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11 comments:

  1. ...And what a ride it has been! You've made me a fan too...I am glad he was here and that he left his mark and you've put him into a Van Gogh. A hundred sour critics can't take away his legacy and thanks to you, I know about him. :) Great job. Your work is every bit as unique and remarkable as his.

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    1. You've been so lovely and supportive during my ride, Celeste. So kind in your comments. Thanks for all the interest youve shown in my work.

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  2. Harry, what can I say but, "Bravo!" You have given us a rare glimpse into your own interior as you worked through this series and I've certainly enjoyed every single peek! I do hope you continue to blog and share what comes next for you.

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    1. Thank you Rhonda. You are such a tonic. Thanks for sticking with me through some fairly obtruse material. As to where this blog goes next, is something i'm giving a fair amount of thought to. More on that later.

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  3. Beautiful Harry. I love that you set him free soaring like the Seagull Over Lavender Bay. The contrast of colour over darkness is fantastic giving the painting an uplifting feeling. You used so many references to his work and life. I'm sure he is smiling down that someone gets him.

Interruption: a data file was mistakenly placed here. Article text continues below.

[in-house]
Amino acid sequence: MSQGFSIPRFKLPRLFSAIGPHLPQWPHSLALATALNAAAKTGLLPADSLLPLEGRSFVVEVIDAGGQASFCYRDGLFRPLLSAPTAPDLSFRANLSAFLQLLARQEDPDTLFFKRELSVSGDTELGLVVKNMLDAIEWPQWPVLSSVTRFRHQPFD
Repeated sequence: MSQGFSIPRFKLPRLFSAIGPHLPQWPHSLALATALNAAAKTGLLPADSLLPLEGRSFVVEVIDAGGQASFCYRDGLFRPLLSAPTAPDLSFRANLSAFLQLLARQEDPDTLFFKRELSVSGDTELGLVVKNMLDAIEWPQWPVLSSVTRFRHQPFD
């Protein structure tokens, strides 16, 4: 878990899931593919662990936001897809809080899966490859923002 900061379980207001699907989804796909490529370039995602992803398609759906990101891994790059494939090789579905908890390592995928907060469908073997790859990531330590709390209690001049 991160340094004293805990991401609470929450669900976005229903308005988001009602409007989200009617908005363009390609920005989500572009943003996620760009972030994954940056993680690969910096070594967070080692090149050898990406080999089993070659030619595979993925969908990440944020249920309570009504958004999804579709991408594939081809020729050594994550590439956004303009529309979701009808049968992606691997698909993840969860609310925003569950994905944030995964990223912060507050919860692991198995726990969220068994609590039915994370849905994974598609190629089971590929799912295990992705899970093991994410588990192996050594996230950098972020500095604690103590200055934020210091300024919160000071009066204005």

Wishing you well on your assessment!

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    1. Glad you like the work, Elizabeth. Though it doesn't translate well into photos. One needs to be in front of the substantial area of canvas to get a sense of soaring expanse.

      Yes, i hope he likes what what ive been doing (i suspect many collectors of his work and his inner circle would hate it, loz - it's right there among his when one googles Brett Whiteley images!).

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  4. You didn't just end with a joyous painting--it makes me FEEL joy (and that's a rare occurrence).

    I feel that Brett Whitely--and maybe you--are free. I'm glad I could follow.

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    1. Hallie, what a lovely thing to say! I'm so pleased it communicates something of joyous liberation. And yes, i sure feel liberated now that the demands of studies have come to an end.

      My exhibition is being examined by three examiners even as i type. In an hour's time it will all be over and i'll be joining fellow students and staff at the gallery for drinkies.

      Then, just the wait for my results (gulp).

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  5. Hellou Mr Harry: This composition was incredible!!!
    The figure ,got a very nice appearence !!!
    I liked how you painted the sky!,
    reminds us of the sky of "Vincent"!!
    Take this opportunity to congratulate you on your painting exhibition!
    Happy new year 2013
    Big hug